Materials and Methods

Participants

The participants in the MEG experiments were 16 native Japanese speakers. One participant, who reported that he was able to detect the subliminal verbs during the MEG experiment, was excluded from the behavioral and MEG data analyses, leaving a total of 15 participants (19–43 years; four females). All of them showed right-handedness (laterality quotients: 87–100) as determined by the Edinburgh inventory (Oldfield, 1971). In the pilot study for determining an appropriate interval of subliminal stimuli, 10 other native Japanese speakers (22–35 years; one female) participated. All participants were neurologically normal without any psychiatric symptoms. Written informed consent was obtained from each participant after the nature and possible consequences of the studies were explained. Approval for these experiments was obtained from the institutional review board of the University of Tokyo, Komaba.

Stimuli

In most languages, there are two types of intransitive verbs: unaccusative verbs and unergative verbs. The subjects of unaccusative verbs, as well as the objects of transitive verbs, have the semantic role of “theme” (the entity undergoing the effect of some action). In this study, in order to equate semantic factors among the conditions, we used unaccusative verbs alone for the intransitive verbs, so that the NPs of both OV and SV sentences had the same semantic role. Moreover, we used the same set of nouns for both sentence structures. Note that in Japanese a null nominative-case pronoun is allowed as a subject, as well as in Spanish and Italian, and we omitted from the SOV sentences a subject whose semantic role is “agent” (the entity instigating some action). The following examples clarify the distinction between SVO and SV sentences in English, which is similar to the OV and SV distinction:

(a) The coach (= agent) substituted (= vt) John (= theme) for Dave, and I (= agent) would have done so,

(b) John (= theme) substituted (= vi) for Dave, and I (= theme) would have done so,

as “done so” substitutes for the verb phrase “substituted John for Dave” or “substituted for Dave.”

The distinction between vt and vi, i.e., verb transitivity, is one of the universal aspects of syntactic features among natural languages. In the Japanese language, there are a number of verb pairs, each of which consists of a morphologically and semantically related vt and vi (e.g., “at-e-ru” and “at-ar-u”; Table 1). The vt-vi pair relationships are determined by complex rules of morphosyntax (Shibatani, 1990), similar to the distinction of “raise/rise, fell/fall, lay/lie, set/sit” in English. There are some Japanese verbs which lack such morphological distinction [e.g., “hirak-u” (“open”) for both vt and vi], but we did not use them in the present study. Two vt-vi pairs were chosen for each noun, which was always inanimate and semantically related with the four verbs. For every trial, a subliminal verb and a target verb were chosen from each of the two vt-vi pairs (e.g., “at-e-ru” and “sor-as-u”; see Table 1), so that the subliminal and target verbs had neither direct semantic nor morphological/phonological relationships that may have affected congruency.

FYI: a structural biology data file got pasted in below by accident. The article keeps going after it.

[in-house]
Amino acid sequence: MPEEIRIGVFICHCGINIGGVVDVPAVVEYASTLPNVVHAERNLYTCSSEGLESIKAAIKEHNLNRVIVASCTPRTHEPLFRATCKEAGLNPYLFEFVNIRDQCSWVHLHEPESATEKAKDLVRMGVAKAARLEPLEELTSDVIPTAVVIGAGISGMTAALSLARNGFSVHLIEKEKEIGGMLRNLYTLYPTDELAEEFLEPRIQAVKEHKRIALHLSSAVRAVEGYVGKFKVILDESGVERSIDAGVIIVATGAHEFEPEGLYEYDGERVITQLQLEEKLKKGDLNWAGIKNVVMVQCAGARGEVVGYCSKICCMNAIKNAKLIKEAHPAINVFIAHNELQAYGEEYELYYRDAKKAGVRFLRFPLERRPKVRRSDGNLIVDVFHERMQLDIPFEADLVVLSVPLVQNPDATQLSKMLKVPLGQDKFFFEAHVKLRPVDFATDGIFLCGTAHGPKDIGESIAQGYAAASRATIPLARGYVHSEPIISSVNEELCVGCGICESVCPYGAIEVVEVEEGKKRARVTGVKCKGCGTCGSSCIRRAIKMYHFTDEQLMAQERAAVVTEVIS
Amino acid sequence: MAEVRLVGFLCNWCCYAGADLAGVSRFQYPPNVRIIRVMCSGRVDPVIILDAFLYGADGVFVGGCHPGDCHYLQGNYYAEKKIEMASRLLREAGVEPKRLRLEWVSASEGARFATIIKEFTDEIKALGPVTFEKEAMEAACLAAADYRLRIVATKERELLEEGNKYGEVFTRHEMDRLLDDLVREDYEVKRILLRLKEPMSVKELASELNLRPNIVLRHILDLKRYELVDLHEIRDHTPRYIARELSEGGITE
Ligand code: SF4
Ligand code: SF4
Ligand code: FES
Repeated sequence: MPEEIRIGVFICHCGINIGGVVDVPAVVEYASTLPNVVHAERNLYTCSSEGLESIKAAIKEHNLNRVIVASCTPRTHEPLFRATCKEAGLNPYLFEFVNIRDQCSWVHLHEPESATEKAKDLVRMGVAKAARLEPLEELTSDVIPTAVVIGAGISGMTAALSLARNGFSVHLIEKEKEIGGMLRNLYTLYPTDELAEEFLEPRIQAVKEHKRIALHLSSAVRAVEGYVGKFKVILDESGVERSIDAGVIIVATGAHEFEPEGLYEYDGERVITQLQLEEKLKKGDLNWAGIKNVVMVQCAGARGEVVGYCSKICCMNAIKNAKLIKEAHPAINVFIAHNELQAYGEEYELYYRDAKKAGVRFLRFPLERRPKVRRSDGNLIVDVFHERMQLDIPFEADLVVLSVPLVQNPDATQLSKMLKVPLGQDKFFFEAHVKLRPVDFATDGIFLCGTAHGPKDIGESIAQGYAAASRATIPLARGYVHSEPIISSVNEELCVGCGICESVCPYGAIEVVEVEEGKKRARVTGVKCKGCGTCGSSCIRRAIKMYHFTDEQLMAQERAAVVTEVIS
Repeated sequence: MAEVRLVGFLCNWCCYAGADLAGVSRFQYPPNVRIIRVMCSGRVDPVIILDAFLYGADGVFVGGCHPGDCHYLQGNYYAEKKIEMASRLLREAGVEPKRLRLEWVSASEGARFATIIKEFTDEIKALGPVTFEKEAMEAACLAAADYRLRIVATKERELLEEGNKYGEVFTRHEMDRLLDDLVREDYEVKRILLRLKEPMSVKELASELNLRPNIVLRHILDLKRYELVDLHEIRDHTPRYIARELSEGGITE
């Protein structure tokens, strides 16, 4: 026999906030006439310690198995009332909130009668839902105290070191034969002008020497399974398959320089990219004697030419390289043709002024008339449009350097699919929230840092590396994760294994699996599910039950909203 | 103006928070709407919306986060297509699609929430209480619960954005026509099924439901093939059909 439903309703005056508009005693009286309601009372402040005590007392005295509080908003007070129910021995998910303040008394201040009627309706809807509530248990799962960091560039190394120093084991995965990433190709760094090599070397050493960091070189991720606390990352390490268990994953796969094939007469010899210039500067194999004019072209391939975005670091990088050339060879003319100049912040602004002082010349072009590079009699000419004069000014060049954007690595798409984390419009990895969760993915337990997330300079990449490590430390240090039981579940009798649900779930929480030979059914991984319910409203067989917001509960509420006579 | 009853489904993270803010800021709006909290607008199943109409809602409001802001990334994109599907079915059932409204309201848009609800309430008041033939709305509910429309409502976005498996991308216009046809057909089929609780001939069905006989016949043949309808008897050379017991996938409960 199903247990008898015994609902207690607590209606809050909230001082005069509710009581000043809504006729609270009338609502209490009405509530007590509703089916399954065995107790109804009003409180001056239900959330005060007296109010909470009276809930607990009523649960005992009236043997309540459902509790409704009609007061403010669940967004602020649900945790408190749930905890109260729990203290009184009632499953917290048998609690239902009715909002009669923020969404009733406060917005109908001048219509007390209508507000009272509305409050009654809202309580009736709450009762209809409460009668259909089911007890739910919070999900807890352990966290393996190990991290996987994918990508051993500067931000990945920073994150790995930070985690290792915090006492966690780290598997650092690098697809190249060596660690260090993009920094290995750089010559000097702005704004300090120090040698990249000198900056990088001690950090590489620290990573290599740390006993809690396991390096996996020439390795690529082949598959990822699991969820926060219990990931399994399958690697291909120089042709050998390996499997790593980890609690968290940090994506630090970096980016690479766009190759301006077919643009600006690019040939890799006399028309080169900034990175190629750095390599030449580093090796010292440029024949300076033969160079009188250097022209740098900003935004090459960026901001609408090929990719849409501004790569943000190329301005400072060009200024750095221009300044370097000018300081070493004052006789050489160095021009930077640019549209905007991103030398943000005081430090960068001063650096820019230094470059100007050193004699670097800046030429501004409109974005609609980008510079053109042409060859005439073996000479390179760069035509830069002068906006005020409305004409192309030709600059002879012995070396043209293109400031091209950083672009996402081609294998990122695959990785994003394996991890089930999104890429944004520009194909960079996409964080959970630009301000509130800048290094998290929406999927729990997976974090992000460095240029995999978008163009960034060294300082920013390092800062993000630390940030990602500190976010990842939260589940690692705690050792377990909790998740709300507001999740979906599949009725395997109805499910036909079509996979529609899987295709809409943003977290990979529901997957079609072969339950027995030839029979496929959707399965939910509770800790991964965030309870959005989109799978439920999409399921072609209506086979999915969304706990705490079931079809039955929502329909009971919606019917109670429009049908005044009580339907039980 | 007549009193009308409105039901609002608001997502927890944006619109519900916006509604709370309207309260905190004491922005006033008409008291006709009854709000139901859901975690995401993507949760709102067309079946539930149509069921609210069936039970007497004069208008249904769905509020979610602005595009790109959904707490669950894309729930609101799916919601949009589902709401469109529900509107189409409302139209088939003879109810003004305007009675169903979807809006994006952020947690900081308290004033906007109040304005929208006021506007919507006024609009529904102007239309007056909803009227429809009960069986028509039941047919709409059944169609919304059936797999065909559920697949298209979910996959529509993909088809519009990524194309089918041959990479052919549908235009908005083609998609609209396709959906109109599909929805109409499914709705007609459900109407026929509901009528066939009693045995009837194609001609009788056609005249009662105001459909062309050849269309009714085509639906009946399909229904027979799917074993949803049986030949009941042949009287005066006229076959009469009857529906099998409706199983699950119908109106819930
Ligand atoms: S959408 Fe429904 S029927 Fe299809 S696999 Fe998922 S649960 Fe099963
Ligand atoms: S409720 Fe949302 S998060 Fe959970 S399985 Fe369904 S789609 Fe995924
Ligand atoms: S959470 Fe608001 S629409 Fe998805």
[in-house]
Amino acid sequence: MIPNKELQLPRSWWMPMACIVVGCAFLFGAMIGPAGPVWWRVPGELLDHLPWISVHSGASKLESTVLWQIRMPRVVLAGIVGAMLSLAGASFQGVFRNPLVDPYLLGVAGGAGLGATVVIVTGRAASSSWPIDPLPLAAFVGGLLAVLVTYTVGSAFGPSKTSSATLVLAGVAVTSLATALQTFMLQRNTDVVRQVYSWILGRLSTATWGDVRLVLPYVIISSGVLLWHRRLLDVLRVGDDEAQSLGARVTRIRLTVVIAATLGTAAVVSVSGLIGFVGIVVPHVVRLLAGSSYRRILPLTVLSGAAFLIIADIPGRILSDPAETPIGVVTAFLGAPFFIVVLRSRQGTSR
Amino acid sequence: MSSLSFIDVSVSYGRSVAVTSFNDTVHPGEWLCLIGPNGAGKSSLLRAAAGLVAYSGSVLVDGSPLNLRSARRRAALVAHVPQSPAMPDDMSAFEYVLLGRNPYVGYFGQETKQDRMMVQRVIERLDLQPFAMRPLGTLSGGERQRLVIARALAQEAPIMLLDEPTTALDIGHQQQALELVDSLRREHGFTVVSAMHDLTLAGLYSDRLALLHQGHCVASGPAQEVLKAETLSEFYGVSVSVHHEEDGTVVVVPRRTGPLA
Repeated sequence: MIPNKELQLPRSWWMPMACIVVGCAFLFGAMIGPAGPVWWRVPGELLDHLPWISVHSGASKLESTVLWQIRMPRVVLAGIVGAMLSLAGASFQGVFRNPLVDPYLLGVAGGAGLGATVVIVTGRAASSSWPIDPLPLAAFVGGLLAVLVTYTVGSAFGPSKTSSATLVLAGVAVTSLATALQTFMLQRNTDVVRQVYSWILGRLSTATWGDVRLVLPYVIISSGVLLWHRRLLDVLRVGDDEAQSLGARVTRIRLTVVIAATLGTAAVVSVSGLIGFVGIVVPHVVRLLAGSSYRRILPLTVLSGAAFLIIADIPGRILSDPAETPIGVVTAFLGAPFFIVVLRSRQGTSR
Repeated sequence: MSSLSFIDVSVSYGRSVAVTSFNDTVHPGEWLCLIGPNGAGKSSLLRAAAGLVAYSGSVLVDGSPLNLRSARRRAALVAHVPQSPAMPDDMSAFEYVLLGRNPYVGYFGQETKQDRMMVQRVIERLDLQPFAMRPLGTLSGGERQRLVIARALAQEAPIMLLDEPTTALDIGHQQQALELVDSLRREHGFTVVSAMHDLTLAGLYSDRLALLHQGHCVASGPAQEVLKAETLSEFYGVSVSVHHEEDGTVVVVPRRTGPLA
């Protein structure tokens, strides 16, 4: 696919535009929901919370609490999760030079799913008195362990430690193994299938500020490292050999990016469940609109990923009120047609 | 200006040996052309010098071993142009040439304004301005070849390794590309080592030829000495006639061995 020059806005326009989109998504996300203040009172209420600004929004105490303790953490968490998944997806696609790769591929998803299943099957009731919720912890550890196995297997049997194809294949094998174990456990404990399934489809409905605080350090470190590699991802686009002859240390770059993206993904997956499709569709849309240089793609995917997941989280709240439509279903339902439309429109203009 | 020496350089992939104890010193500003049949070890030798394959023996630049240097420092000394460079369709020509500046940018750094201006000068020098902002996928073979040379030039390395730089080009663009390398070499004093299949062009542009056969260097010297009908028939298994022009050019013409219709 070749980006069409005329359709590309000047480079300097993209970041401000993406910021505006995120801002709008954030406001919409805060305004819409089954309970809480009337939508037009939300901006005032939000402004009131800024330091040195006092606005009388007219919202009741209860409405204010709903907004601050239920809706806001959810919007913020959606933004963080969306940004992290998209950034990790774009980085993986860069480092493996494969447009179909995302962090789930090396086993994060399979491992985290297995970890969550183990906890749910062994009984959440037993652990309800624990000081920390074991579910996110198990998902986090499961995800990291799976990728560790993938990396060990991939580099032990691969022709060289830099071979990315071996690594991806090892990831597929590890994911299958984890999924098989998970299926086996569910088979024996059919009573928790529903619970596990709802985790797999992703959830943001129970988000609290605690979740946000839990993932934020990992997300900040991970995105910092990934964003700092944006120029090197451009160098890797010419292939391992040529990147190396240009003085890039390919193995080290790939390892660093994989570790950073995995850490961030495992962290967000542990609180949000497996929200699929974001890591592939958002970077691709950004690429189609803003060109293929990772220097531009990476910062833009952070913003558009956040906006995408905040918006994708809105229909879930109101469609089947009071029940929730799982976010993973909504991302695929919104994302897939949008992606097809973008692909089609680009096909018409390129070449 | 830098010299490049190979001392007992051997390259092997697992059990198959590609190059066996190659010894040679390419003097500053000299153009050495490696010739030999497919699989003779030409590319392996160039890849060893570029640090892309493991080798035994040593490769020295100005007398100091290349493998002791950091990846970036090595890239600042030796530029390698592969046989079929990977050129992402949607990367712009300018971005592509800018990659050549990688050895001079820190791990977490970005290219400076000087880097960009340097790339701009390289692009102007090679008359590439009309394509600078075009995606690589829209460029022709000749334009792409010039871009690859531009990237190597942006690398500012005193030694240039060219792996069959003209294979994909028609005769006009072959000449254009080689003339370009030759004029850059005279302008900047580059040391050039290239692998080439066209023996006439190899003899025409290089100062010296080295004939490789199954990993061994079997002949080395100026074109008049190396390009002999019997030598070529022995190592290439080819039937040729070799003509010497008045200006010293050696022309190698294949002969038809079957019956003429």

Each word stimulus was either an NP (a noun and a case marker) or verb (Figure 1B), and always consisted of three letters (three moras or syllables) spelled only in kana (Japanese phonograms) to ensure a consistent reading time. In each trial starting from an NP for 300 ms, a mask was presented with a random interval of 100, 117, 134, 150, 167, 184, or 200 ms. This mask served as a forward mask for the next-coming subliminal verb, which was presented for 34 ms. A backward mask followed this subliminal stimulus with the same random intervals. A target verb was then presented for 300 ms. By randomizing the intervals of backward and forward masks, we separated the effects on the target verb from any responses to an NP, subliminal verb, or mask stimuli (Figure 1B). This procedure enabled us to minimize the interference of preceding stimuli with the baseline activity of the target verbs. Moreover, overlapping between responses to the backward mask and initial responses to the target verb could not explain any response differences among the conditions, because the mask stimulus presentation was common across all tested conditions. We also confirmed that the larger baseline noises (see Figure 2D) were restricted to posterior sensors. The inter-trial interval was randomly varied within the range of 5 ± 0.5 s to reduce any periodical noises.

FIGURE 2